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Physics of Energy Sources

ISBN: 978-1-119-96168-0
424 pages
June 2017
Physics of Energy Sources (1119961688) cover image

Description

Physics of Energy Sourcesprovides readers with a balanced presentation of the fundamental physics needed to understand and analyze conventional and renewable energy sources including nuclear, solar, wind and water power. It also presents various ways in which energy can be stored for future use. The book is an informative and authoritative text for students in the physical sciences and engineering and is based on a lecture course given regularly by the author. 

With the ever increasing demand for sustainable, environmentally-friendly and reliable sources of energy, the need for scientists and engineers equipped to tackle the challenges of developing and improving upon commercially viable energy sources has never been more urgent. By focusing on the physical principles governing energy production, storage, and transmission, this book provides readers with a solid foundation in the science and technology of energy sources.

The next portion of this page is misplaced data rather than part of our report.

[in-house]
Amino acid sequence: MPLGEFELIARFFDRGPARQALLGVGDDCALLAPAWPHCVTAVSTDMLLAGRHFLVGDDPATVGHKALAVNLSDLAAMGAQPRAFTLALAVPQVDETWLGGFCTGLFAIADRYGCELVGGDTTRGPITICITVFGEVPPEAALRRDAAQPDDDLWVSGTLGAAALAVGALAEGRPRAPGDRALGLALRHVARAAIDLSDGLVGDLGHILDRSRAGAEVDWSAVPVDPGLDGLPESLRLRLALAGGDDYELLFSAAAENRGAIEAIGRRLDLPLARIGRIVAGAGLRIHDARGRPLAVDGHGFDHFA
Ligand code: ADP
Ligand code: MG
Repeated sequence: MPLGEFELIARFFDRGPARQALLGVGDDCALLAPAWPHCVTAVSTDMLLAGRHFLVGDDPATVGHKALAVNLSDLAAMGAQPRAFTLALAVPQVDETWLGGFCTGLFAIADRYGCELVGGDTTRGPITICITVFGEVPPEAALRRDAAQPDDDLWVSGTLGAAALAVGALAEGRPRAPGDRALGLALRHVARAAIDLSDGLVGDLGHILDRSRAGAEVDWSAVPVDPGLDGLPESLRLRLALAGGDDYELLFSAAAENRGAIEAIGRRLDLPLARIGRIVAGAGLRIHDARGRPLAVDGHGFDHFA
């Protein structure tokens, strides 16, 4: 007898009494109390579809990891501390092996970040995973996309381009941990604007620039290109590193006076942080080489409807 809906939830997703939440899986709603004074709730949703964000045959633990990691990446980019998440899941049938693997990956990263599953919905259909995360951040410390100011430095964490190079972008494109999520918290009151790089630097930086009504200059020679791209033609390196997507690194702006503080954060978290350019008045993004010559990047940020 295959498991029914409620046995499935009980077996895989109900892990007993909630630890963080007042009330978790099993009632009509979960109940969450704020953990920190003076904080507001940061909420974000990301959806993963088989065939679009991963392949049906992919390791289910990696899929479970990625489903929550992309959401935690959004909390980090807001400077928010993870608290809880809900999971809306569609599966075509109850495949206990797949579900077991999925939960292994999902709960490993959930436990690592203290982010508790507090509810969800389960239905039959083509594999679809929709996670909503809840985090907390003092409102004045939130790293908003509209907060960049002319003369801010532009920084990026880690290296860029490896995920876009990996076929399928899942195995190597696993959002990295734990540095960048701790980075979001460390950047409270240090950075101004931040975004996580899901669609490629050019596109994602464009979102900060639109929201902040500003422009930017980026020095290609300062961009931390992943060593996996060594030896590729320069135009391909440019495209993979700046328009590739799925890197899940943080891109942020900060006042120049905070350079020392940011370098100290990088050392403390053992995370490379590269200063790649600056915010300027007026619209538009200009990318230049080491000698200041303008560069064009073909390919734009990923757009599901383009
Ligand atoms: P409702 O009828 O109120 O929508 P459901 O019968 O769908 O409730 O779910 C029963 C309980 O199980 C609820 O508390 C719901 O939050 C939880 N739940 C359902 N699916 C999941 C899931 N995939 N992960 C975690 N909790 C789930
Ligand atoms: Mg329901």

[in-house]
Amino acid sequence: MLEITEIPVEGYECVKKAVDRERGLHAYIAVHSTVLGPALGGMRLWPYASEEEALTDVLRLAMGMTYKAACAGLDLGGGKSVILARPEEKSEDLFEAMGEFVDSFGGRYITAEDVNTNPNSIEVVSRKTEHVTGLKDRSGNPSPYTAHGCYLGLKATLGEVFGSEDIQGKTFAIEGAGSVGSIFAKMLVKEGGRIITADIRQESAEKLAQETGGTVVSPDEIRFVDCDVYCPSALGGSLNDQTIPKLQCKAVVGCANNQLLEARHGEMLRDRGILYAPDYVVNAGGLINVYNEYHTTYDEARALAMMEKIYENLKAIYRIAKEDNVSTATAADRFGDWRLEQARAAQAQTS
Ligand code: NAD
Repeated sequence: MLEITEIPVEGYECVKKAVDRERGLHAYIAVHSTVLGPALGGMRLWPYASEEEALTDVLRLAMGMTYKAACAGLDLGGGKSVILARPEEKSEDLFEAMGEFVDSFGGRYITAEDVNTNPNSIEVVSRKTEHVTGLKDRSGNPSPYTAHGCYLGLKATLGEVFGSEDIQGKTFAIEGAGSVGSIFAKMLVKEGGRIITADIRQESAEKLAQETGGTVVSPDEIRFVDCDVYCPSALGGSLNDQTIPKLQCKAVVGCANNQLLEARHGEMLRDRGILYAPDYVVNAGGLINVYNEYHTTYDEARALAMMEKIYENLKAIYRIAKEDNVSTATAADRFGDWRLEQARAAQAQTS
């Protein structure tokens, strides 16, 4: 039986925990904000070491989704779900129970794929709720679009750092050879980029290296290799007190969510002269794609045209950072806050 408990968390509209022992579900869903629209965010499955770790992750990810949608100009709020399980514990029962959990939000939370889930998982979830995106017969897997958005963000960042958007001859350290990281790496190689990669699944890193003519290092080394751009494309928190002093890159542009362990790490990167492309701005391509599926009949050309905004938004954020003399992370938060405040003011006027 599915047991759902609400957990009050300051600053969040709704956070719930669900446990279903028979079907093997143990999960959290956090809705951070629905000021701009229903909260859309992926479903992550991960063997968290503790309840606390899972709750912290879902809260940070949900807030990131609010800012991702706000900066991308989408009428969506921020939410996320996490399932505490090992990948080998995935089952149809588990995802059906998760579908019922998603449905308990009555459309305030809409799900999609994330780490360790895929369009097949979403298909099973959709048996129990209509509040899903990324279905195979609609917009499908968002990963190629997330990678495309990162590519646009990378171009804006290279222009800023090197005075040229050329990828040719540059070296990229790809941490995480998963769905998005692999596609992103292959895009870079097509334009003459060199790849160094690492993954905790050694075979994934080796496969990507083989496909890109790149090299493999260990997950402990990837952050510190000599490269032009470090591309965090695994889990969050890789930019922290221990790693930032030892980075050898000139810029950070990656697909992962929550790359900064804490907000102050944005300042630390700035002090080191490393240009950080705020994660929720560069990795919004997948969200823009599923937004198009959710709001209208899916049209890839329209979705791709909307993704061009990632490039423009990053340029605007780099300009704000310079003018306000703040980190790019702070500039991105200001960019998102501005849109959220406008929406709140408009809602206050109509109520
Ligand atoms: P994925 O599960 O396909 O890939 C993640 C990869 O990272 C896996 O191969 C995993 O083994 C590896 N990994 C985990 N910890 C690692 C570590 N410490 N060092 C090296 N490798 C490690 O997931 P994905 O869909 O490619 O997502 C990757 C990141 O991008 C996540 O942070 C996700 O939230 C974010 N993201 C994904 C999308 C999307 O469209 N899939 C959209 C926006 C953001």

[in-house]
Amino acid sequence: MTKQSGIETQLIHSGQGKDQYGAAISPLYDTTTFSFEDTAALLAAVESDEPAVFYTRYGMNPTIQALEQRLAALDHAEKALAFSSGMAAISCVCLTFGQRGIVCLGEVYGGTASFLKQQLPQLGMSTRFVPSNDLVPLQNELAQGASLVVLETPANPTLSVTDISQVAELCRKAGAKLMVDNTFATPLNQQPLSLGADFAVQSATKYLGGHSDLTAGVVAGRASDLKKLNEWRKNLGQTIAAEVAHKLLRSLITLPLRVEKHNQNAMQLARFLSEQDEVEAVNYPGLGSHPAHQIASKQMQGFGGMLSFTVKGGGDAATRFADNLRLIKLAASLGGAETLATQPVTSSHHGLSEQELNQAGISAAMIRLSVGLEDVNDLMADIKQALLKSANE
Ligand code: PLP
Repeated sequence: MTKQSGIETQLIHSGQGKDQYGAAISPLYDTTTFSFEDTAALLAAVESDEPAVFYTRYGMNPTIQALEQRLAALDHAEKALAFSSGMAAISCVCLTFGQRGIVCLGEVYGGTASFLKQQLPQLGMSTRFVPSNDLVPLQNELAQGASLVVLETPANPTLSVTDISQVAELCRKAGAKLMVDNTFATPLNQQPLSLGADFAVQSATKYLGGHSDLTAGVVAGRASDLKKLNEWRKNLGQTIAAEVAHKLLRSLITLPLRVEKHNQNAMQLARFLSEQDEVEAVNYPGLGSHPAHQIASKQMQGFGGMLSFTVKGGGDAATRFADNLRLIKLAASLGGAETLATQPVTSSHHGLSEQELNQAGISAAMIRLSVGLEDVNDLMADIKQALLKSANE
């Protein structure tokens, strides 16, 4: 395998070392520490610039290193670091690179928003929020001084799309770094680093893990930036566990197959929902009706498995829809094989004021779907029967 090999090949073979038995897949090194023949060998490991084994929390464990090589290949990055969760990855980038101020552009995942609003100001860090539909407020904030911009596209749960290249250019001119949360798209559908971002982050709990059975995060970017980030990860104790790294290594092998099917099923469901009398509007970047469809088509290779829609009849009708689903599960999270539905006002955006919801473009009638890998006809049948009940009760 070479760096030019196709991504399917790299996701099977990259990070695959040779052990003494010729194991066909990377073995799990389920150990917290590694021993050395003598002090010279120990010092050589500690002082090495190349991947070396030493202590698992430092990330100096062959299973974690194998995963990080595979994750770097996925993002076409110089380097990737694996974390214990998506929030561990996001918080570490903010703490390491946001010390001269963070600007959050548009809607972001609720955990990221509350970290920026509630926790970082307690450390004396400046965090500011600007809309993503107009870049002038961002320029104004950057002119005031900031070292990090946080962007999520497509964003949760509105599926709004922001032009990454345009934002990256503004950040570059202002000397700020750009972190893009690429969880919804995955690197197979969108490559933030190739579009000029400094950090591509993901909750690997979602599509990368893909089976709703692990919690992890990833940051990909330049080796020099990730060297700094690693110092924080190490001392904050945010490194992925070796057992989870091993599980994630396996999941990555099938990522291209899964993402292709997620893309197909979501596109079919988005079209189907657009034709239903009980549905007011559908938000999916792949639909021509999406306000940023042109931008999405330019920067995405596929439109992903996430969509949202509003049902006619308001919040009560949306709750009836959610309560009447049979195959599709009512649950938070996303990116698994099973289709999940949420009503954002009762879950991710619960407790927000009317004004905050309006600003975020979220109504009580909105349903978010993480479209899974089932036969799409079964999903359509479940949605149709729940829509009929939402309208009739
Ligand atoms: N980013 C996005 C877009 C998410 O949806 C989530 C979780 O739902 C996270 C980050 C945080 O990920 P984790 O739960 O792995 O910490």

Physics of Energy Sources features include:

  • Analyses of conventional and renewable energy sources in terms of underlying physical principles
  • Integrated application of a wide range of physics, from classical to quantum physics
  • Coverage of nuclear, wind, wave, tidal, hydroelectric, geothermal and solar power, including many practical systems
  • Consideration of efficiency for power production as well as energy storage and transportation
  • Consideration of key environmental issues 
  • Worked examples in text, and problems & solutions to encourage understanding
  • Derivation of formulae with a minimum of mathematical complexity
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Table of Contents

Editors’ preface to the Manchester Physics Series xi

Author’s preface xiii

1 Introduction 1

1.1 Energy consumption 1

1.2 Energy sources 3

1.3 Renewable and non-renewable energy sources 5

1.4 The form and conversion of energy 6

1.4.1 Thermal energy sources 7

1.4.2 Mechanical energy sources 7

1.4.3 Photovoltaic sources 7

1.4.4 Energy storage 8

Problems 1 9

2 The atomic nucleus 11

2.1 The composition and properties of nuclei 12

2.1.1 The composition of nuclei 12

2.1.2 The size of a nucleus 14

2.1.3 The distributions of nuclear matter and charge 19

2.1.4 The mass of a nucleus 21